Basically, the proposed rule – and any future pre-notification requirements – meant that every carrier in Canada that does any shipping to the United States would have to tie into the U.S. Customs Service Automated Commercial Environment (ACE) computer system. Gording says that won’t be so much of an issue for carriers that are already using EDI systems with Canada Customs and Revenue (CCRA), but it could be a major hurdle for carriers who have to “start from scratch.”
David Bradley, chief executive officer of the CTA, says implementing technology to link into ACE would be “enormously expensive for all carriers, and would be prohibitive for many smaller carriers.”
Nobody can pin a figure on exactly what would be required and how much it would cost “because we’re not there yet,” says Meister.
It should also be noted, however, that U.S. Customs’ own lack of will to enforce technological upgrades has contributed t
o the lackadaisical approach. U.S. Customs Service announced at the Border Vision Conference held in Toronto in 1997 that submitting electronic transmissions in advance of cargo crossing into the U.S. would be mandatory as of Jan. 1, 2000. Jan. 1 came, and nothing happened. And then came 9/11 and now the need for security is driving change.
Further complicating the pre-notification process is the increased detail that may be expected. For ocean carriers, for example, the 15 data elements included a precise description of the cargo, the shipper, the U.S. consignee, the container number and the number of the seal that is attached to the container after it is loaded. More detailed documentation was to be required for land and air shipments.
Industry also charged that the proposals undermined recent ground gained by the Free and Secure Trade (FAST) program, the Customs-Trade Partnership Against Terror (C-TPAT) and the 30-Point Smart Border Action Plan.
“Now items are coming up under Homeland Security and the U.S. Trade Act of 2002 under Customs that really circumvent and reduce the expedition that has gone through,” says Meister.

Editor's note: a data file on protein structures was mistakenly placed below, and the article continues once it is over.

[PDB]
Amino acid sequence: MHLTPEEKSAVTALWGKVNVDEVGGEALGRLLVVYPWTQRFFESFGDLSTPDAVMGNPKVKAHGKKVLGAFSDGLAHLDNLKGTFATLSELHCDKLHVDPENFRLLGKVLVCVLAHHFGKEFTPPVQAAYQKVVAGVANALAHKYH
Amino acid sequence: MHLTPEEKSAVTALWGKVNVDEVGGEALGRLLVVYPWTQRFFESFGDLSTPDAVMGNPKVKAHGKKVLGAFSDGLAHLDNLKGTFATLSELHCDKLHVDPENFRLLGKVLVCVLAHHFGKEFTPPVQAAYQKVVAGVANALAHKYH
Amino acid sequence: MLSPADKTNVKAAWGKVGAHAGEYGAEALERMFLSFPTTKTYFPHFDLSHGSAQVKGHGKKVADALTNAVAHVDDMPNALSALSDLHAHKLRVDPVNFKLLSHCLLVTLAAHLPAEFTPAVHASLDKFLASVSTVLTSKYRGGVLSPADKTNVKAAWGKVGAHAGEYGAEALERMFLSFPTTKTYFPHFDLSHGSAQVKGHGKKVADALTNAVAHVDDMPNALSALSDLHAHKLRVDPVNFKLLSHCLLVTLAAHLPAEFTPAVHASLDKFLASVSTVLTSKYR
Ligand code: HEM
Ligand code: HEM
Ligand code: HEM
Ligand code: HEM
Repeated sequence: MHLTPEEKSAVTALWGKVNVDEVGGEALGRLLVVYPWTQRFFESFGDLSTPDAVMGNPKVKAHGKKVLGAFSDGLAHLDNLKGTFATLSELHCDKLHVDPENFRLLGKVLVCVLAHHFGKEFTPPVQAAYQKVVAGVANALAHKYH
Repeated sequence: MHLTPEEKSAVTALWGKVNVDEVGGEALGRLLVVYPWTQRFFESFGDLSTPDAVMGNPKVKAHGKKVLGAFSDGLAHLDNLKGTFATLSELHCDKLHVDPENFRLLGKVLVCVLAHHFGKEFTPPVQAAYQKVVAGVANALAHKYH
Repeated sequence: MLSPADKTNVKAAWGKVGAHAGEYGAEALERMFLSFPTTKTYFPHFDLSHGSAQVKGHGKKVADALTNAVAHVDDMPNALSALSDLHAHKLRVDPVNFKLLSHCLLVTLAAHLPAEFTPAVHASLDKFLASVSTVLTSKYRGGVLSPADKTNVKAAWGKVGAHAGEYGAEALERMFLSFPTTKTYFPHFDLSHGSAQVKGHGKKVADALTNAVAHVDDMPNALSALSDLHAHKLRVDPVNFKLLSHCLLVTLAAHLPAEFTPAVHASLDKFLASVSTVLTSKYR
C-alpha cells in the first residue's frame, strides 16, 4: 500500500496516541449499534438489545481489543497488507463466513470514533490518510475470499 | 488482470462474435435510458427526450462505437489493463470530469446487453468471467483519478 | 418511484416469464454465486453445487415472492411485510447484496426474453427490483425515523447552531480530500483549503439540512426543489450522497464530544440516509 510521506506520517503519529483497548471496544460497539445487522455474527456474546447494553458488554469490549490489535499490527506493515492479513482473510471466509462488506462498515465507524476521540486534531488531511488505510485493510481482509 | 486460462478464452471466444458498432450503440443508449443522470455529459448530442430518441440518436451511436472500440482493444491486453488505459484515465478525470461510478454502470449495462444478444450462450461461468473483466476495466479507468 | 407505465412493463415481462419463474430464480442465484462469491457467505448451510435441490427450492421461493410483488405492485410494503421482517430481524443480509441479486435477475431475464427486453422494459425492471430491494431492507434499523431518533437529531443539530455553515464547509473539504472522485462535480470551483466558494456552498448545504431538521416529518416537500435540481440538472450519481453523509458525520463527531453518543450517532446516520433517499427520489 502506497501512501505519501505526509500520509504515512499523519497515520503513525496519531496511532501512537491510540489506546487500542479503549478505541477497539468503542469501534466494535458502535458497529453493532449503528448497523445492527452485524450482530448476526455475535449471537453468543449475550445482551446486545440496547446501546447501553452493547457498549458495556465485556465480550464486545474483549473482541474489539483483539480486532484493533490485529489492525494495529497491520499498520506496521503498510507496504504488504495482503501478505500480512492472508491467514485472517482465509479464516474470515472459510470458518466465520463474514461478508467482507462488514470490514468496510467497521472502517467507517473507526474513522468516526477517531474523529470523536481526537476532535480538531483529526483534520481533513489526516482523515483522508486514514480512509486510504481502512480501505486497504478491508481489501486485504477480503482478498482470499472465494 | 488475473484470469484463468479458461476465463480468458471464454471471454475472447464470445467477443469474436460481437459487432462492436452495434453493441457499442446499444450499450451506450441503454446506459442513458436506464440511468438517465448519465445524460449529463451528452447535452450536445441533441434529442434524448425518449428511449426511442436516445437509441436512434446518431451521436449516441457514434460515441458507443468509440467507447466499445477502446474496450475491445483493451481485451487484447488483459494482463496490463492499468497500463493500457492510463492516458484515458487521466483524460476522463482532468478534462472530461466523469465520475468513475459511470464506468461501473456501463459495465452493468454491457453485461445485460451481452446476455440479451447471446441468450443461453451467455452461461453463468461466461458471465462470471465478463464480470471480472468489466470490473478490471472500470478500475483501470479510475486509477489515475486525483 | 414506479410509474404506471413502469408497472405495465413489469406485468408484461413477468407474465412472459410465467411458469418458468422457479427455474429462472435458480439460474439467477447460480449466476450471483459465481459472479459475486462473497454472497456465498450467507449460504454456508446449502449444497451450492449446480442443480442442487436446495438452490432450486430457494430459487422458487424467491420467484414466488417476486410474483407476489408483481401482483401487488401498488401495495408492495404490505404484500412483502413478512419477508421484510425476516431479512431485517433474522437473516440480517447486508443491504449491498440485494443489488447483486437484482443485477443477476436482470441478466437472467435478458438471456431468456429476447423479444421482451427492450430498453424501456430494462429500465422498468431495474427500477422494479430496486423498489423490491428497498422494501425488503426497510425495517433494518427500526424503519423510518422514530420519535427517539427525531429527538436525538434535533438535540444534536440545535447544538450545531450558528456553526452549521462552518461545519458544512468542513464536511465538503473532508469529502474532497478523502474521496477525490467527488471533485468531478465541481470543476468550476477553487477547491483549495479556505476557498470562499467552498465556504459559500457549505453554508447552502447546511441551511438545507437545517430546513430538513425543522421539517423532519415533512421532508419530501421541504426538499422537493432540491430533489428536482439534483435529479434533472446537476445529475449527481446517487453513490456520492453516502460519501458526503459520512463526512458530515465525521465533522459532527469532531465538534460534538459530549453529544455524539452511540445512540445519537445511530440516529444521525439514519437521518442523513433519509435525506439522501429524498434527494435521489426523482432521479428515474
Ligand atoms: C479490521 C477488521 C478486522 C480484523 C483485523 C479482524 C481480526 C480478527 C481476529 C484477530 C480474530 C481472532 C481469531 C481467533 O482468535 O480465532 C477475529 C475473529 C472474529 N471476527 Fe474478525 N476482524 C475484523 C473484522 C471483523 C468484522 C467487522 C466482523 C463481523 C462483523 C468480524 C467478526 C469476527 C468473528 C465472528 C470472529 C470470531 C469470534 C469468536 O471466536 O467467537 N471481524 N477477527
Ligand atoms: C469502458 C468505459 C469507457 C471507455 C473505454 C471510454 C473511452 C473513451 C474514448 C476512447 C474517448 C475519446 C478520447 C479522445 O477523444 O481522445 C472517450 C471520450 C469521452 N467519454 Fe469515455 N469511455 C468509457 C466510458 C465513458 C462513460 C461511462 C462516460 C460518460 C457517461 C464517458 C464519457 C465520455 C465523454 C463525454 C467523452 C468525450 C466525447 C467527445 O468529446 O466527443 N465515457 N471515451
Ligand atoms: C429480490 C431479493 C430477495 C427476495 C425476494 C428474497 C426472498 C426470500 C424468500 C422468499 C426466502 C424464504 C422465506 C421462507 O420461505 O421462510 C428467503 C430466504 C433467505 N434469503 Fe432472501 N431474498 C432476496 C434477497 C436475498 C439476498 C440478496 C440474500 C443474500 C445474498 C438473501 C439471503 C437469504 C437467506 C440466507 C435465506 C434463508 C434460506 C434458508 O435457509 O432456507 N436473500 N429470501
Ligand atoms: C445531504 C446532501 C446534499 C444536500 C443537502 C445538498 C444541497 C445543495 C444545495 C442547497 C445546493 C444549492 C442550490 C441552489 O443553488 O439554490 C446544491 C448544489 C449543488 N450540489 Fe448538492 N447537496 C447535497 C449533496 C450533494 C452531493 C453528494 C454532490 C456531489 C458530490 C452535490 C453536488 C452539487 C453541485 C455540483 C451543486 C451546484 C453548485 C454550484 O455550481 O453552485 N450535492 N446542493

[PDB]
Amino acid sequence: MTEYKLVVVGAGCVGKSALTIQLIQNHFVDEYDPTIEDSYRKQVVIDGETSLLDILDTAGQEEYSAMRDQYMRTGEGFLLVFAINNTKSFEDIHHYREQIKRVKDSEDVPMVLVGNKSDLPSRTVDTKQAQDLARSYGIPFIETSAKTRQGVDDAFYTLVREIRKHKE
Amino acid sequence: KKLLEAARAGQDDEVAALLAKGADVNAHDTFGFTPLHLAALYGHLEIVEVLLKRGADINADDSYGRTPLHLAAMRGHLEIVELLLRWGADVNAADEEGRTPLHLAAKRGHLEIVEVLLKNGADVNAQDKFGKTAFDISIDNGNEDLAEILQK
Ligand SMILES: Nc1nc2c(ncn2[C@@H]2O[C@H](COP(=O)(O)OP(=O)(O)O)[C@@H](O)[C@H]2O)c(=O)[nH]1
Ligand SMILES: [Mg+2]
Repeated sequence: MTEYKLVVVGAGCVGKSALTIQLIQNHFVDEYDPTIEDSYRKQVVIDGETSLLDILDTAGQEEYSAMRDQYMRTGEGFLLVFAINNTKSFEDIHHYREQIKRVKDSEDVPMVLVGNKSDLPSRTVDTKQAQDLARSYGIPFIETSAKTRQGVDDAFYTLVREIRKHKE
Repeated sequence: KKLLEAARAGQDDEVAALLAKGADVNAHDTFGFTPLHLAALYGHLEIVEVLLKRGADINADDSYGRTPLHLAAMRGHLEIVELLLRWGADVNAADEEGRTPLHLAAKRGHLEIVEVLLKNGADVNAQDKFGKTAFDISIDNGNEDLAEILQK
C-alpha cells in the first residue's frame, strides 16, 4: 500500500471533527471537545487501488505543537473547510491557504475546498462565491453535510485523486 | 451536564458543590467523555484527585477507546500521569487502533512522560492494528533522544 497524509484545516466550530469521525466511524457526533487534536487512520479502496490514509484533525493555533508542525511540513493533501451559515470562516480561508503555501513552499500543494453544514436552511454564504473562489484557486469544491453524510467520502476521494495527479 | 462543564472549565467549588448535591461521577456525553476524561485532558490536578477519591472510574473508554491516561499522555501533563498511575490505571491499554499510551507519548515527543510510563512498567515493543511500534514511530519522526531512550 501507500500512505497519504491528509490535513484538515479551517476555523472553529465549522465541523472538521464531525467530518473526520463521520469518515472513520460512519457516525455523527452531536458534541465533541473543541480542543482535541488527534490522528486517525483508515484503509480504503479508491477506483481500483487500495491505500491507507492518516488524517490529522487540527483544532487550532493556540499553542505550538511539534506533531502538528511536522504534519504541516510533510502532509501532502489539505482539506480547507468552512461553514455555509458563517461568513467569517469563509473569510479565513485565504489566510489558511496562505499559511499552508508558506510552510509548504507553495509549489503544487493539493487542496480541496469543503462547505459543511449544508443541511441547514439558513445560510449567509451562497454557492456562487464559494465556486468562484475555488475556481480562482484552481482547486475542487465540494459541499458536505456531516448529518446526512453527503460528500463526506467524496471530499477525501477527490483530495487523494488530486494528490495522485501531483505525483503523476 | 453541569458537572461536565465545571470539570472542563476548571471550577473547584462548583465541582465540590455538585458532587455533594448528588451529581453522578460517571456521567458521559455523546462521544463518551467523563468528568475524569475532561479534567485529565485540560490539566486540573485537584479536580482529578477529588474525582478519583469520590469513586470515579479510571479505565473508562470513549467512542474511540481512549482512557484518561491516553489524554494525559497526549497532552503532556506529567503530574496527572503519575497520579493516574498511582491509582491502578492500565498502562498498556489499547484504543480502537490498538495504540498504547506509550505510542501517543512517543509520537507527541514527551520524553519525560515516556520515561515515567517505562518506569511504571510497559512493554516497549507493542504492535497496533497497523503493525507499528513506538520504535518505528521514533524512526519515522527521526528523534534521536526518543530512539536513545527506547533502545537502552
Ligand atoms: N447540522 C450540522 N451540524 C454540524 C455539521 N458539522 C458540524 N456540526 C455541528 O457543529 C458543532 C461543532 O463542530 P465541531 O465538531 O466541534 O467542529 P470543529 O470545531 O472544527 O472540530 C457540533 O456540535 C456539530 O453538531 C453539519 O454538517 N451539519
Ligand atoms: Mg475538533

Many carriers on both sides of the border have spent considerable effort and cost to comply with C-TPAT and FAST, security programs which were to reward them with priority clearance. Yet the proposals would have required the same advance warning of all carriers. According to reports, some carriers in anger and frustration offered to send back to U.S. Customs their hard-earned security program approvals. Some offered to stage a one-day mock test of the four-hour advance warning rule to show the government just how crippling it would prove to be for JIT delivery.
How could such key proposals, brought forth by experienced and high-ranking U.S. officials, have ended up so far off the mark?
“Obviously there was suddenly the perceived need for immediate action,” observes Kuhn. “Customs, confronted with new requirements and demands by Homeland Security and mandated by Congress without the proper legal footing to suddenly implement incredible security measures, rightly or wrongly, possibly didn’t have the time they wanted to consult.”
It’s also likely that Customs, considering the enormity of making a mistake in such a situation concerning public safety, will try to build in a buffer beyond what it truly needs to safely check inbound cargo.
“I definitely believe that has very much to do with it. Almost by nature, you ask for more than you think you can get. And if something happens you can always fall back on the position of ‘I told you so.’ I really think that plays a part in the whole equation here,” says Kuhn.